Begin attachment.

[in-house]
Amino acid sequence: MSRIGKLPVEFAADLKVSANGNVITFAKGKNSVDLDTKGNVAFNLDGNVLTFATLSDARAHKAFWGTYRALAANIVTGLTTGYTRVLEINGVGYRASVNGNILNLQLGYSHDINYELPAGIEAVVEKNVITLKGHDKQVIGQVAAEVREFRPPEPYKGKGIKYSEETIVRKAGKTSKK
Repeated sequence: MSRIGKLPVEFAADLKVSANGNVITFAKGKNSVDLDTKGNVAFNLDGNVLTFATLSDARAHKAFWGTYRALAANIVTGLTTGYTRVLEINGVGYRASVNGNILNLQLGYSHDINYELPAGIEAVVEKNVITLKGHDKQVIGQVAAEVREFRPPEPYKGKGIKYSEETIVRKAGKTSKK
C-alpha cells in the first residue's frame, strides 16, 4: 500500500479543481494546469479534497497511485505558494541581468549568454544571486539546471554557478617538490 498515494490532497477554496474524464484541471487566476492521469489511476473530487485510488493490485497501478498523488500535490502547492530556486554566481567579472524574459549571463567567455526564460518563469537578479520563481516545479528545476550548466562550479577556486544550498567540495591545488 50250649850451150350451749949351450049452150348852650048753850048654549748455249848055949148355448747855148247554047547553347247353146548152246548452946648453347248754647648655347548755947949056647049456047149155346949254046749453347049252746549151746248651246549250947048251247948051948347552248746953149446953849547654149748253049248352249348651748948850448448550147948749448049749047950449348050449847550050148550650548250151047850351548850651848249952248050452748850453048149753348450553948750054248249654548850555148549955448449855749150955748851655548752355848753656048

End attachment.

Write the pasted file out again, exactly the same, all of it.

[in-house]
Amino acid sequence: MSRIGKLPVEFAADLKVSANGNVITFAKGKNSVDLDTKGNVAFNLDGNVLTFATLSDARAHKAFWGTYRALAANIVTGLTTGYTRVLEINGVGYRASVNGNILNLQLGYSHDINYELPAGIEAVVEKNVITLKGHDKQVIGQVAAEVREFRPPEPYKGKGIKYSEETIVRKAGKTSKK
Repeated sequence: MSRIGKLPVEFAADLKVSANGNVITFAKGKNSVDLDTKGNVAFNLDGNVLTFATLSDARAHKAFWGTYRALAANIVTGLTTGYTRVLEINGVGYRASVNGNILNLQLGYSHDINYELPAGIEAVVEKNVITLKGHDKQVIGQVAAEVREFRPPEPYKGKGIKYSEETIVRKAGKTSKK
C-alpha cells in the first residue's frame, strides 16, 4: 500500500479543481494546469479534497497511485505558494541581468549568454544571486539546471554557478617538490 498515494490532497477554496474524464484541471487566476492521469489511476473530487485510488493490485497501478498523488500535490502547492530556486554566481567579472524574459549571463567567455526564460518563469537578479520563481516545479528545476550548466562550479577556486544550498567540495591545488 50250649850451150350451749949351450049452150348852650048753850048654549748455249848055949148355448747855148247554047547553347247353146548152246548452946648453347248754647648655347548755947949056647049456047149155346949254046749453347049252746549151746248651246549250947048251247948051948347552248746953149446953849547654149748253049248352249348651748948850448448550147948749448049749047950449348050449847550050148550650548250151047850351548850651848249952248050452748850453048149753348450553948750054248249654548850555148549955448449855749150955748851655548752355848753656048